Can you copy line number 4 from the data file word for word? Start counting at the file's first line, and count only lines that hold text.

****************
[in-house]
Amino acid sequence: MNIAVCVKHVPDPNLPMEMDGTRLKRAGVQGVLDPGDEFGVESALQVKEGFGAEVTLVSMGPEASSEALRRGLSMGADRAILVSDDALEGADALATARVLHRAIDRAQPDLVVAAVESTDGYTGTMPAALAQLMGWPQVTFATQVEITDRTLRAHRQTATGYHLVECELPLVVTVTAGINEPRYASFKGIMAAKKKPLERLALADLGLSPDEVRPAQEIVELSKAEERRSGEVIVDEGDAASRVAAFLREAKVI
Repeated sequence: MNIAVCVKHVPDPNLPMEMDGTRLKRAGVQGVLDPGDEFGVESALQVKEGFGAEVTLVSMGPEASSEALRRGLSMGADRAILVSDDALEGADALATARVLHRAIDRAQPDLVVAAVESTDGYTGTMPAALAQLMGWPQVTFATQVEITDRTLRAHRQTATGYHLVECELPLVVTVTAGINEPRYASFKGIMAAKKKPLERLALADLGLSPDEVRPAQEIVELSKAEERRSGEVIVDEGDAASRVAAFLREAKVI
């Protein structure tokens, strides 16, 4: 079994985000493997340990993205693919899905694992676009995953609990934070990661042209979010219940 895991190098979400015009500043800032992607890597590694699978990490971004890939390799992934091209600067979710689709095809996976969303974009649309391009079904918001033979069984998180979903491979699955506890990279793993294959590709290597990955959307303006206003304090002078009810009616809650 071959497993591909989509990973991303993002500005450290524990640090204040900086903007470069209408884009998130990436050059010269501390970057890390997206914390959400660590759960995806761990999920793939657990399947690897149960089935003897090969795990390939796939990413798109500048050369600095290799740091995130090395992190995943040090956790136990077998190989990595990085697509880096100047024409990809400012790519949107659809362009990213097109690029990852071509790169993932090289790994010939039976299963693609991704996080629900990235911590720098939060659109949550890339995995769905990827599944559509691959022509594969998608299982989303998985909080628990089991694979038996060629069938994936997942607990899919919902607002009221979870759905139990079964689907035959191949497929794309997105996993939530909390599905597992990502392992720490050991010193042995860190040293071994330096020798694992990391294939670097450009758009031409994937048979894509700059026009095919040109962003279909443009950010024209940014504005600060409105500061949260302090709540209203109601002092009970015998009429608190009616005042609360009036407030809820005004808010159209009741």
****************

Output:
């Protein structure tokens, strides 16, 4: 079994985000493997340990993205693919899905694992676009995953609990934070990661042209979010219940 895991190098979400015009500043800032992607890597590694699978990490971004890939390799992934091209600067979710689709095809996976969303974009649309391009079904918001033979069984998180979903491979699955506890990279793993294959590709290597990955959307303006206003304090002078009810009616809650 071959497993591909989509990973991303993002500005450290524990640090204040900086903007470069209408884009998130990436050059010269501390970057890390997206914390959400660590759960995806761990999920793939657990399947690897149960089935003897090969795990390939796939990413798109500048050369600095290799740091995130090395992190995943040090956790136990077998190989990595990085697509880096100047024409990809400012790519949107659809362009990213097109690029990852071509790169993932090289790994010939039976299963693609991704996080629900990235911590720098939060659109949550890339995995769905990827599944559509691959022509594969998608299982989303998985909080628990089991694979038996060629069938994936997942607990899919919902607002009221979870759905139990079964689907035959191949497929794309997105996993939530909390599905597992990502392992720490050991010193042995860190040293071994330096020798694992990391294939670097450009758009031409994937048979894509700059026009095919040109962003279909443009950010024209940014504005600060409105500061949260302090709540209203109601002092009970015998009429608190009616005042609360009036407030809820005004808010159209009741």